MFEE’s “America to Me: Real Talk” Explores How To Deepen Racial Literacy

“What are you willing to do that is being asked of you by black and brown people?”

That’s the question that Dr. Bettina Love, says white people need to be asking themselves during the Black Lives Matter movement and beyond.

Love, an award-winning author and Associate Professor of Educational Theory & Practice at the University of Georgia, gave keynote remarks during the Montclair Fund for Educational Excellence (MFEE) “Coming Together: America to Me: Real Talk Montclair” webinar on Sunday, June 14.

The online event aimed “to deepen our racial literacy and to reflect on issues of race and equity in our schools” and was part of the ongoing MFEE “America to Me: Real Talk Montclair” project.

“To be black in this country is to live in a constant state of exhaustion. We are dying and we are exhausted waiting on reform,” said Love, who specializes in abolitionist teachings. “If you say Black Lives Matter, and you mean it, they have to matter right now.”

Love outlined abolitionist teachings in education which include: permanently removing surveillance within schools; defunding the police and putting that money back into schools built on love, justice and respect; hiring and training black and brown educators; creating new curriculums that represent communities, students’ lives and their ancestors; hiring therapists and counselors in schools; and getting rid of high-stakes testing.

“We are not trying to reimagine, we are not trying to reform, we are trying to undo the conditions that create oppression,” said Love. “We want to build something at the same time as we tear it down… and create alternatives that are just and loving for everyone.”

Steps to Take Right Now

“It’s easy to say I’m anti-racist until that situation comes where you can use that race card, and you still use it. So, you have to learn how to not do that,” said Love.

While Love noted the importance of people supporting the Black Lives Matter through protests, signs and donations, she emphasized the need to do more, especially when the national fervor dies down.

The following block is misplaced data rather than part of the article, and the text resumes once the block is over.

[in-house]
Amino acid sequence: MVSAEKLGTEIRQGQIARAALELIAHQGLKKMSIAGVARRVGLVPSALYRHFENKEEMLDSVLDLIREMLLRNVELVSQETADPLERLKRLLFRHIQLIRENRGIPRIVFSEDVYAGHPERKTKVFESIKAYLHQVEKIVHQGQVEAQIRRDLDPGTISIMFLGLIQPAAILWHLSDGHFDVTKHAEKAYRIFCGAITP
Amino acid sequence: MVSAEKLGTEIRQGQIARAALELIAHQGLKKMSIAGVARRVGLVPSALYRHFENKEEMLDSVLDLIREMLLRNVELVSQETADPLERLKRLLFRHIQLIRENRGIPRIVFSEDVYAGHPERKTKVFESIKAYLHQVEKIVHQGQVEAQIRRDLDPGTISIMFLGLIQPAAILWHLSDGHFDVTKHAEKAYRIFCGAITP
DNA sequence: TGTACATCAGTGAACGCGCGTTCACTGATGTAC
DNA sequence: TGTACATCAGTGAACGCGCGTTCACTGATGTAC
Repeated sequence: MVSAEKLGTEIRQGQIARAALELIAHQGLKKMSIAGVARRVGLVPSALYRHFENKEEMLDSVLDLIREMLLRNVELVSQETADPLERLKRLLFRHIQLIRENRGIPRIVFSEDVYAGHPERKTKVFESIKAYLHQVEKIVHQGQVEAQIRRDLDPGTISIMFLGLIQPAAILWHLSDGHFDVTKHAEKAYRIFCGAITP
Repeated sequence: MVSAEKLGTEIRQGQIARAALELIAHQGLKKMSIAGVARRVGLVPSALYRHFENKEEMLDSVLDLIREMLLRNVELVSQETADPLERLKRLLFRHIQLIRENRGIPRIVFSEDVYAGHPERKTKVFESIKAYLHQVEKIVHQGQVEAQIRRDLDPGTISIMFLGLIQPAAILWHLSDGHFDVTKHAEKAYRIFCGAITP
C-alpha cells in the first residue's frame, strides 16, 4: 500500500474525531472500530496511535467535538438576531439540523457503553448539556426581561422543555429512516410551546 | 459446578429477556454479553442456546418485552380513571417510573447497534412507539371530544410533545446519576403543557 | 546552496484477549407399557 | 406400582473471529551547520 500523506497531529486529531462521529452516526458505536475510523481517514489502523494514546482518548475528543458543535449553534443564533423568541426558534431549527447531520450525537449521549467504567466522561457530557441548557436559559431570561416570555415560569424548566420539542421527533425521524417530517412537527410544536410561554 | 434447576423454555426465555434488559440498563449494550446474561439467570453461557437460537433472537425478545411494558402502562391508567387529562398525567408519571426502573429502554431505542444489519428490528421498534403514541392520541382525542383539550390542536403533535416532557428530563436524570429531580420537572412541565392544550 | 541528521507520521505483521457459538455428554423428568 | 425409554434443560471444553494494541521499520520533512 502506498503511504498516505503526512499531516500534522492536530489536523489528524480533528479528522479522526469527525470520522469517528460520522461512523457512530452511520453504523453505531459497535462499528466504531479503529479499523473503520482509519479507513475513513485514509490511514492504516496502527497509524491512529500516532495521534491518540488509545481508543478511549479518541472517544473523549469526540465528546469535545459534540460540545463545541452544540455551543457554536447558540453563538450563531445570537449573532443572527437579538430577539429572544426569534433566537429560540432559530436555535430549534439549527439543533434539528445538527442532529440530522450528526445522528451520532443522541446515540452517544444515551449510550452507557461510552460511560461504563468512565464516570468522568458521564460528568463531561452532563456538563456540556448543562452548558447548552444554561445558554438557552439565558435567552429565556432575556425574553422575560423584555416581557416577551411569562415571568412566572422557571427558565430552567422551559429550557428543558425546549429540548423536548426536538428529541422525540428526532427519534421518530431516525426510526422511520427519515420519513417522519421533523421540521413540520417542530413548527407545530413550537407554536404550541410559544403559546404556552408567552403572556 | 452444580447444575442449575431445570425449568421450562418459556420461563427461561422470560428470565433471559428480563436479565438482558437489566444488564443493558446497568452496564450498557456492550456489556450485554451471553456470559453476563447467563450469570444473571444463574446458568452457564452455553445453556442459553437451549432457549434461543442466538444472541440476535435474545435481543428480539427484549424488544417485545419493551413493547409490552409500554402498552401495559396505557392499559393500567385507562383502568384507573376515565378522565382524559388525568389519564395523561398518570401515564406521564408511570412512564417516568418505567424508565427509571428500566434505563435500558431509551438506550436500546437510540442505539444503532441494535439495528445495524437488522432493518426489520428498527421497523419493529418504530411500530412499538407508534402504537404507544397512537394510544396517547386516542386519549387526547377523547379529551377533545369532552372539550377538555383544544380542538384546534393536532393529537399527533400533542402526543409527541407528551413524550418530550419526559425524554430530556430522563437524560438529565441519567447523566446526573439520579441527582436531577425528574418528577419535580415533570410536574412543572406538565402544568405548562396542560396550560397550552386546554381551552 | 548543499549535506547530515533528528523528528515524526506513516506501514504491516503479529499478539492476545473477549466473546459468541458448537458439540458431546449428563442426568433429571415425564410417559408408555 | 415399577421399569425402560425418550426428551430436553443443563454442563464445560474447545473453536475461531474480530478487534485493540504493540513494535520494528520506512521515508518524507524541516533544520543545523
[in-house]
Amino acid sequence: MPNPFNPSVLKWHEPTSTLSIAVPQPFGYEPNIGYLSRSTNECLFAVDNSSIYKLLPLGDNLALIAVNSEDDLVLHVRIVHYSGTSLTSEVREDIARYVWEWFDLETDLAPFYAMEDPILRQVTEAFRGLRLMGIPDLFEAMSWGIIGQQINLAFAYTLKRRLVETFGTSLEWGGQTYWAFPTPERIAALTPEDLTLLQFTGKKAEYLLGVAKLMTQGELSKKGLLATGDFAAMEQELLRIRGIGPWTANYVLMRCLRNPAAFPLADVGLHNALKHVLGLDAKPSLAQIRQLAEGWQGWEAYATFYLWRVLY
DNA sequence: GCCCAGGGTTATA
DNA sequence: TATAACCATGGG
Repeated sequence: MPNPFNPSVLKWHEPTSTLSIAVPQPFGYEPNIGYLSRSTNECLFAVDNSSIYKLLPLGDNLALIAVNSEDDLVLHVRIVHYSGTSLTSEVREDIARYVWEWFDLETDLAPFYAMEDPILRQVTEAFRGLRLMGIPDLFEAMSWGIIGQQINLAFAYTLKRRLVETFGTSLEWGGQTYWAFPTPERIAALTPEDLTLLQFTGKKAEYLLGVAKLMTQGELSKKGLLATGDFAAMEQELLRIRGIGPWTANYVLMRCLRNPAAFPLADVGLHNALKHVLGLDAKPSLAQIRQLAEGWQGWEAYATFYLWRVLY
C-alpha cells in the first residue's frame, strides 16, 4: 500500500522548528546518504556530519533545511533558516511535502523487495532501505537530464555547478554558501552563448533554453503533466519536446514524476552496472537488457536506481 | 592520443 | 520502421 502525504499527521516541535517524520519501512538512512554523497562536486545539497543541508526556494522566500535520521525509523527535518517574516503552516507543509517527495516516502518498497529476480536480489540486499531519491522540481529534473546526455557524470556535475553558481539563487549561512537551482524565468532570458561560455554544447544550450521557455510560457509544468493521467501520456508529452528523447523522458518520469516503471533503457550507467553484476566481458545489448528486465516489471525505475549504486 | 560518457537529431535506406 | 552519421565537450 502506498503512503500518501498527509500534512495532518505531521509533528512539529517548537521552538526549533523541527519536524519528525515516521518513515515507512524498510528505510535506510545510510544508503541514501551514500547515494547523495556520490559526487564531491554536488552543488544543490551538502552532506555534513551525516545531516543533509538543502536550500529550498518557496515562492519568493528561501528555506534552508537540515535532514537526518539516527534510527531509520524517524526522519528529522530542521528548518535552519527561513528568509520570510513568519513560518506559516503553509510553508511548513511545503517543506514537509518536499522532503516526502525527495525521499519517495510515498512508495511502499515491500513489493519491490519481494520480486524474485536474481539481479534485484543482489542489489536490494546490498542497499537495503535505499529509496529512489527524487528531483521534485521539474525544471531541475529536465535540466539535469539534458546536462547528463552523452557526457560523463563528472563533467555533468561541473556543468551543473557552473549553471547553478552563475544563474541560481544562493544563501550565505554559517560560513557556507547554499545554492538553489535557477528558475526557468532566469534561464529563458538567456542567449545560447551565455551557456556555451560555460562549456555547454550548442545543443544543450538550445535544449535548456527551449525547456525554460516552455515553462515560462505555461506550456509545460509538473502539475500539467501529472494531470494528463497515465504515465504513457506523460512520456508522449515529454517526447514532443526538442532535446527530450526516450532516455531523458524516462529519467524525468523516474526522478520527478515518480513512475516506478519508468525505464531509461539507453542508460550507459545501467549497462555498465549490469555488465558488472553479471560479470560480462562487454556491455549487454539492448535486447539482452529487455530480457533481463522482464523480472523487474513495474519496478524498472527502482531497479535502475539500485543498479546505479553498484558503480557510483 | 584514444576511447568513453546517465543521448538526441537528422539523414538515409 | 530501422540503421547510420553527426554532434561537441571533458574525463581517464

“We need to know, what are you going to do when all of this is not cool anymore?” she asked. “We don’t just want your feelings, because if it’s all about your feelings, it’s performative. What are you willing to do when the cameras are gone and no one’s talking about this anymore and we’ve moved on to trying to just deal with living in a pandemic?”

Love called on white people to take three steps right now:

  1. Receive anti-racist therapy or educate themselves on how to not use their “whiteness.”
  2. Practice those teachings.
  3. Organize a system of peer accountability in which other white people hold each other accountable for steps one and two.

Following Love’s remarks, the program transitioned to a panel discussion with subjects from the “America to Me” film series, including administrator Dr. Chala Holland, teacher Jessica Stovall, and student Jada Buford, facilitated by Montclair State professors Drs. Tanya Maloney and Bree Picower.

Buford brought attention to the trauma that black children have faced throughout their lives and called on them to focus on self-care routines while participating in the Black Lives Matter movement.

“If you’re not good to yourself, you won’t be any good in trying to get the job done,” she said.

The program also featured a vocal performance by Montclair high junior Destiny Davis and a spoken word poem recited by junior Jaden Walker.

Through the “America to Me: Real Talk” Montclair initiative, MFEE has provided training on key frameworks and language for understanding issues of race and equity. Participants use these frameworks to debrief the documentaries in watch groups and to guide self-reflection on their own racial literacy and personal accountability. They end the experience by identifying individual and/or collective action items to tackle.

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